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Published: Wednesday, 7/20/2005

Officials praise plan to extend waterline

PUT-IN-BAY, Ohio - Ottawa County and South Bass Island officials say the planned extension of municipal water service to the island's west side will help solve health and safety concerns for businesses, residents, and tourists.

The project, they agree, wouldn't be possible without a $1 million grant from the Federal Aviation Administration announced Monday on the island by U.S. Rep. Marcy Kaptur (D., Toledo).

"There's no doubt about it, this is a major step that has to be taken to provide drinking water throughout the island," said Matthew Miller, a Put-in-Bay Township trustee. "Everybody's very grateful that Marcy Kaptur came up with this funding. ... The project couldn't be done otherwise without creating financial hardship on the businesses and the residents."

The grant to the Put-in-Bay Township Port Authority, which operates the island's airport, will cover more than 40 percent of the project's estimated $2.4 million cost, said John Papcun, an Ottawa County commissioner. A required $50,000 local match is being discussed by the township and the port authority.

The remainder of the cost will be covered through assessments on property owners along the expansion's route, including about 10 businesses that were ordered to stop using well water last summer after an outbreak of gastrointestinal illness sickened 1,450 island visitors.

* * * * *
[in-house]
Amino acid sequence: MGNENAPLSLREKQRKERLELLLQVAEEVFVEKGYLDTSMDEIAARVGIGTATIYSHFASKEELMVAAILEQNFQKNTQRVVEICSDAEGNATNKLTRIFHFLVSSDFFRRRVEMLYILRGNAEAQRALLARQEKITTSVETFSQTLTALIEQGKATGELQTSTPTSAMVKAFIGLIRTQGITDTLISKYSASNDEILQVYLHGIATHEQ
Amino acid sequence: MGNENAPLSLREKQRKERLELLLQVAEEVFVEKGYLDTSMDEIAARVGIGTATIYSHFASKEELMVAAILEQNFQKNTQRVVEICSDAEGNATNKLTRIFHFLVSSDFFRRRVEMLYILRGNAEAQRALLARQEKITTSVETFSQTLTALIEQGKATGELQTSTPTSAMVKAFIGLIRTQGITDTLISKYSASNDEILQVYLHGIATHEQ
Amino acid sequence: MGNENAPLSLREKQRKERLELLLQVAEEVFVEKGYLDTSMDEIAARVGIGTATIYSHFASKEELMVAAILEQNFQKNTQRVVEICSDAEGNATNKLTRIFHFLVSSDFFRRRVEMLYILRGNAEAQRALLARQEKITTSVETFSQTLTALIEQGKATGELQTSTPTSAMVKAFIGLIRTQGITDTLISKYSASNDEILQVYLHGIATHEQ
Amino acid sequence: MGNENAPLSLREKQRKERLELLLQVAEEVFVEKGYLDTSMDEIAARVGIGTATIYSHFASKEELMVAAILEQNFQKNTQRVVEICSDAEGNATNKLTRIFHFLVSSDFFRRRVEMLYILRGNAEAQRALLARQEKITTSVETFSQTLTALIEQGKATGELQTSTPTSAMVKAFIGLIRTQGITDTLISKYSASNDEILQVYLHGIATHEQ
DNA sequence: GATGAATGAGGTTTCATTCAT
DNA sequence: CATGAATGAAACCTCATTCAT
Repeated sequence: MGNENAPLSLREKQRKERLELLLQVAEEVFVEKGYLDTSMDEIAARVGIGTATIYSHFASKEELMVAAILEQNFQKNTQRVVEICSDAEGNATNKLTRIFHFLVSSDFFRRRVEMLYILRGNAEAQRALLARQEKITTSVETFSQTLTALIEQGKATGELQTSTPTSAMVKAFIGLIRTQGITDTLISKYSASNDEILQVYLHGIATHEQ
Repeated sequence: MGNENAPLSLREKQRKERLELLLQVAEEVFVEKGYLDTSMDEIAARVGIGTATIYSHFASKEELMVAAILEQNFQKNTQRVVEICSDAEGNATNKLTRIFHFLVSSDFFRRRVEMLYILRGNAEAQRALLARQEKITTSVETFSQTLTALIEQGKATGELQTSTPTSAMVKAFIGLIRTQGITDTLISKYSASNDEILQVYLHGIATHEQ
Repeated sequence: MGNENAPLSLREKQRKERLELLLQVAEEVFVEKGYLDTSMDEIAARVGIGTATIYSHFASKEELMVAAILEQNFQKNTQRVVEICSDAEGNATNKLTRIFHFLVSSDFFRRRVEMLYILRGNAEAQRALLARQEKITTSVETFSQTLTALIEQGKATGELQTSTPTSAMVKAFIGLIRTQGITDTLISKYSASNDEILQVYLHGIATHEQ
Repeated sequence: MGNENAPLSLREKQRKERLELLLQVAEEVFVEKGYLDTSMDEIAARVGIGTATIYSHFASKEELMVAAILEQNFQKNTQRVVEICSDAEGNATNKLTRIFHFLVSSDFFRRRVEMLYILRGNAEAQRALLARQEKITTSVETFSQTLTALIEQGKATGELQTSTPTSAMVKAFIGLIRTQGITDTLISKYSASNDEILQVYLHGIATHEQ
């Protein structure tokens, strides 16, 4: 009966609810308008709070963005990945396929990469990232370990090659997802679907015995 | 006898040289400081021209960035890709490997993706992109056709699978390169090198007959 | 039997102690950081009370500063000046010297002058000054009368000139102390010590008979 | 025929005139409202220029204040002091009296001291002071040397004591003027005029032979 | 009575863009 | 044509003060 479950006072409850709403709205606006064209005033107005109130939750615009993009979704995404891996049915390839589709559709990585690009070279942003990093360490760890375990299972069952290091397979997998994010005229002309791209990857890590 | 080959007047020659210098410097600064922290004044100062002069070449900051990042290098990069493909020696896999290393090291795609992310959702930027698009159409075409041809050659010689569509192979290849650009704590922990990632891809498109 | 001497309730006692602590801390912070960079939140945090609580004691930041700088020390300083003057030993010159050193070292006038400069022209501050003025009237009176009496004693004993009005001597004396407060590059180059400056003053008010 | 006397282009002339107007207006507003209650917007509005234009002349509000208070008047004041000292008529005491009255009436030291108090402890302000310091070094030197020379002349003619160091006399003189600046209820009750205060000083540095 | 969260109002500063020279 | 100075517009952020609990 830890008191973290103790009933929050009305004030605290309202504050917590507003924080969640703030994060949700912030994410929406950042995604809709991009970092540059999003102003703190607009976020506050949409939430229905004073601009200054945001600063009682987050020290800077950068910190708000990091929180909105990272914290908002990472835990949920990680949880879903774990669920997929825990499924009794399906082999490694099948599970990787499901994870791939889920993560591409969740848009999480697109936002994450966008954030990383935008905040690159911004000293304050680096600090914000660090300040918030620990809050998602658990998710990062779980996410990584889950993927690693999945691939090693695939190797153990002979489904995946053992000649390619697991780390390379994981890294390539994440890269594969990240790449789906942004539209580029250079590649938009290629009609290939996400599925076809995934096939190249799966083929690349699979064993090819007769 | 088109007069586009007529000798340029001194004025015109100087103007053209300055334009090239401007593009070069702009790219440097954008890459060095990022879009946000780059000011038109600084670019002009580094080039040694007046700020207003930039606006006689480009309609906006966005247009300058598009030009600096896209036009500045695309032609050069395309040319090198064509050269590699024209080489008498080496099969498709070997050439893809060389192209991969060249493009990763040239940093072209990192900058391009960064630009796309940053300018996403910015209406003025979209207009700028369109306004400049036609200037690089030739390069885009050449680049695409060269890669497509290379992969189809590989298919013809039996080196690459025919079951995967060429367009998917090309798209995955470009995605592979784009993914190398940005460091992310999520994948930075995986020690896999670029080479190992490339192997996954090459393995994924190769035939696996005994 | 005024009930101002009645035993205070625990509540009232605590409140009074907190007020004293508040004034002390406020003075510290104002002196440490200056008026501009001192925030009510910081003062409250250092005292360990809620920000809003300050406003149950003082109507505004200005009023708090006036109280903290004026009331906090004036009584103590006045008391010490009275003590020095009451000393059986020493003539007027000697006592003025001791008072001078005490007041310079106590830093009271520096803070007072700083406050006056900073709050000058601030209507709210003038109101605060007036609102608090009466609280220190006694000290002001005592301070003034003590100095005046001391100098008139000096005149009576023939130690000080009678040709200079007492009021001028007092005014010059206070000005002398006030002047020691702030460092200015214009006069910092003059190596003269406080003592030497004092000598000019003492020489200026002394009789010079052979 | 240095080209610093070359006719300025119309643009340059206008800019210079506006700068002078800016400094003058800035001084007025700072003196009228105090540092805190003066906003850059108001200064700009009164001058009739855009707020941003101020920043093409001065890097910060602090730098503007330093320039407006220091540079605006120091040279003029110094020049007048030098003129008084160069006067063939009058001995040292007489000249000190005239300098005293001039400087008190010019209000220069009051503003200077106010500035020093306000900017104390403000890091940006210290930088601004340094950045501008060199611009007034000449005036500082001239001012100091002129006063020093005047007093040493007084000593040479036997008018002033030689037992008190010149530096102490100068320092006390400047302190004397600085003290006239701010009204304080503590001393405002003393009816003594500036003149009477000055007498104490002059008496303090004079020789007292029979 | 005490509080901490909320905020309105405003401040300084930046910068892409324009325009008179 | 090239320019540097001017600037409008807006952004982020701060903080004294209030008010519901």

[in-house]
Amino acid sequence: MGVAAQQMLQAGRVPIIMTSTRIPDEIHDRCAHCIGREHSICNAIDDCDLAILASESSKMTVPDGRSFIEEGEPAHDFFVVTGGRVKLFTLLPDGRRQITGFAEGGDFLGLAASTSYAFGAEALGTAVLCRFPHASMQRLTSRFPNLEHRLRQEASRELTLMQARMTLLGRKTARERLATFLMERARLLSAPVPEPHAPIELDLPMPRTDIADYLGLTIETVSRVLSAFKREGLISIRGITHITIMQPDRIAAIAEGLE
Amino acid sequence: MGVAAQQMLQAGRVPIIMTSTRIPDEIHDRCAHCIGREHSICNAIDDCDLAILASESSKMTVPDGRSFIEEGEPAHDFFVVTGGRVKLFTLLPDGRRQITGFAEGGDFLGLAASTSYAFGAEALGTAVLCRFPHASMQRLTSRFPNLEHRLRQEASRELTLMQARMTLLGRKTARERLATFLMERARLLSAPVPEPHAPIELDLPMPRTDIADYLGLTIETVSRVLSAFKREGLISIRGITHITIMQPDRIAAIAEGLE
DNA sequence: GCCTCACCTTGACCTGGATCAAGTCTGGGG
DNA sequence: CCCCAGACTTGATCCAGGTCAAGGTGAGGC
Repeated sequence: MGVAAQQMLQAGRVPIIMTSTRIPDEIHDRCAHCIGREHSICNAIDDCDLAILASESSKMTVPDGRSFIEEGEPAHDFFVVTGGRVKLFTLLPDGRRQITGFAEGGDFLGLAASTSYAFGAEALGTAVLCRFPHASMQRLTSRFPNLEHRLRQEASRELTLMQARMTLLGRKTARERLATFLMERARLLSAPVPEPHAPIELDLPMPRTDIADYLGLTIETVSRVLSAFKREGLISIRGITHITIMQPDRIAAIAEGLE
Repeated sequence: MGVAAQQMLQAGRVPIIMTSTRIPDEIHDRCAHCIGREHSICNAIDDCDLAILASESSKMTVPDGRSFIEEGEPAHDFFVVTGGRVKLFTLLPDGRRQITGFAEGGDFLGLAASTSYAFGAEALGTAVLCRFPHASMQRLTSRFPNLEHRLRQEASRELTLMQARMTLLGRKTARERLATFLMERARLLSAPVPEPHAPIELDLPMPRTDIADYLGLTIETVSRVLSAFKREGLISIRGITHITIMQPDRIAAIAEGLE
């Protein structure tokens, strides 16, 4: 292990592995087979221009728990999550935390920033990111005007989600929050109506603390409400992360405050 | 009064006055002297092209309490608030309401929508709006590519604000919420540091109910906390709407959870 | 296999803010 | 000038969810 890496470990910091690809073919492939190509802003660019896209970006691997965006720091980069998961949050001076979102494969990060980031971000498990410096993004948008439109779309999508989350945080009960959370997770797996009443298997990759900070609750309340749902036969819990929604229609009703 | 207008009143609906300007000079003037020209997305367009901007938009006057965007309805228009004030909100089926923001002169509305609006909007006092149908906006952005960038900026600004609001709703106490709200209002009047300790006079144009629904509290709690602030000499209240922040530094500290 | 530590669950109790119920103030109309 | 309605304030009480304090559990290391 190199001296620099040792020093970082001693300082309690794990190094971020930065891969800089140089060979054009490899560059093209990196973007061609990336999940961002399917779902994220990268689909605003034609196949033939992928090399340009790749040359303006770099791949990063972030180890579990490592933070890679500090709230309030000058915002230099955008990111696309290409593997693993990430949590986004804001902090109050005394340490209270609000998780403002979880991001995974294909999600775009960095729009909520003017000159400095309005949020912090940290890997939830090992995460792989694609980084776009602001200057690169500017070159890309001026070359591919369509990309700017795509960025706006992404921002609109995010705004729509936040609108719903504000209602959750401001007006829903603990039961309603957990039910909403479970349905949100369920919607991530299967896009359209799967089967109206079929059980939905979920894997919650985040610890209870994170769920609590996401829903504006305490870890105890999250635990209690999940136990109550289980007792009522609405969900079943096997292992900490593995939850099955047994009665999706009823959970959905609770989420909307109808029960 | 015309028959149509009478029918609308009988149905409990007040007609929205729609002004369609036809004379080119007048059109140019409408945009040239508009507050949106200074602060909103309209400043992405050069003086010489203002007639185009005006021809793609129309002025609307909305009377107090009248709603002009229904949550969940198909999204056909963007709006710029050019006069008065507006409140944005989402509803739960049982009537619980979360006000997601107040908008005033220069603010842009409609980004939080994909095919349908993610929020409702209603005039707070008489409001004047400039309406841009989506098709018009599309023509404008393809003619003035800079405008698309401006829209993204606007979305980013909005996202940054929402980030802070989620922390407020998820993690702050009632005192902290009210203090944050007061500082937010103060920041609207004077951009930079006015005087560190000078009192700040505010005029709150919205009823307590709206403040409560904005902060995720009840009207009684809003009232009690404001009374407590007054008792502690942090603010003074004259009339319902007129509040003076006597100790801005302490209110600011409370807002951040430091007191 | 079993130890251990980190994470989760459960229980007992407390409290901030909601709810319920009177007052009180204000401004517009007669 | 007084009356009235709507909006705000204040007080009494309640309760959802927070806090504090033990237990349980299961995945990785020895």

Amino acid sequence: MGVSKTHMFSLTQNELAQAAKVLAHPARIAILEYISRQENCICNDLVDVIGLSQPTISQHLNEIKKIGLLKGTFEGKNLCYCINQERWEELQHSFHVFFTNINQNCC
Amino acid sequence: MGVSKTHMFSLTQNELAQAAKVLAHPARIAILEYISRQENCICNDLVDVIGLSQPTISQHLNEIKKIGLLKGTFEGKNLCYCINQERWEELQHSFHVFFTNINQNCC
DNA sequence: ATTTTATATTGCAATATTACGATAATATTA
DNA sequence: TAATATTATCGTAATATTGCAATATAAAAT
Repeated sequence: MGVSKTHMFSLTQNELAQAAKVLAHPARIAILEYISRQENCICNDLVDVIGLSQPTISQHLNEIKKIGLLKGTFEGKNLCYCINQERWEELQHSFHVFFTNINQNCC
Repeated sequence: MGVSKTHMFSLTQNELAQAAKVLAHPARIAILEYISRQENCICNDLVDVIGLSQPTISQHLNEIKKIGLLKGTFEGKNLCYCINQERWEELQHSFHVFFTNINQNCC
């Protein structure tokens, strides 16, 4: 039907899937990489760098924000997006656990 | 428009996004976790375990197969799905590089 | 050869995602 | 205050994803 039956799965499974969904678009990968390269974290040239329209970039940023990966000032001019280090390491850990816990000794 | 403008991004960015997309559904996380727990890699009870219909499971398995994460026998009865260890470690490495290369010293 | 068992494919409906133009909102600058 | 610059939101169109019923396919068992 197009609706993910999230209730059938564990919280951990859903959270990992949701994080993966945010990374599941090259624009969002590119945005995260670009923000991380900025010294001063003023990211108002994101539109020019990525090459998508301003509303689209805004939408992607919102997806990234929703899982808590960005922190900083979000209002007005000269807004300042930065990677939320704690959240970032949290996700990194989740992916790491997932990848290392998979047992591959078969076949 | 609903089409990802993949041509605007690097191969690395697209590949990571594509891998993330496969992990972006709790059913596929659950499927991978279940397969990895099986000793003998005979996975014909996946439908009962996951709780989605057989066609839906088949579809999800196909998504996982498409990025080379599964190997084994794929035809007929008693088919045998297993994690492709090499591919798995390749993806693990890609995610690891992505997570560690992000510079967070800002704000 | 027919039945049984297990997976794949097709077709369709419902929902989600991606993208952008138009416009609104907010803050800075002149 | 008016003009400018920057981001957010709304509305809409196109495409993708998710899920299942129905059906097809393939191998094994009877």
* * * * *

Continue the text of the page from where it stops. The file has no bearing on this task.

The Ohio Environmental Protection Agency concluded that widespread groundwater contamination was the likely cause of the outbreak, which resulted in a sharp drop in tourism on the island late last summer.

"It is extremely important for every business on the island to have the potable water from the village," said Monica Drake, executive director of the port authority.

Mr. Papcun said the expansion will be done as a "loop" starting at the village water treatment plant and running southwest along Langram Road to Meechen Road, then proceeding northwest to Catawba Avenue and running northeast to the area near the Heineman Winery, where a waterline extension was completed earlier this year.

A spur running southwest from the corner of Langram and Meechen will serve the airport. A water tower will be built on Thompson Road to help maintain pressure in the system in case of leaks, Mr. Papcun said.

The water main will include 8-inch and 12-inch sections that can accommodate feeder lines, eventually extending water service from the village of Put-in-Bay to all property owners west of town, Mr. Papcun said.

The village spent $400,000 this spring to expand the capacity of its water treatment plant from 290,000 to 438,000 gallons a day.

Put-in-Bay and county officials also agreed on a $5.2 million plan, which includes the waterline extension, that eventually will boost daily capacity to 743,000 gallons. That would be enough to serve the entire island.

"We'll be able to move forward without running out of water on some of the bigger weekends," Mr. Miller said.

The port authority will use the federal funds to dig the trench needed for the waterlines, while the county likely will borrow money to pay for the pipe installation, Mr. Papcun said. One contractor will be hired to do all of the work, but the federal and local funds will be administered separately.

Mr. Papcun said the project's timetable calls for engineering work to begin this summer, for a contractor to be hired next spring, and for construction to be started next summer and completed within a year.

"That's pretty fast for a water or sewer project," he said.



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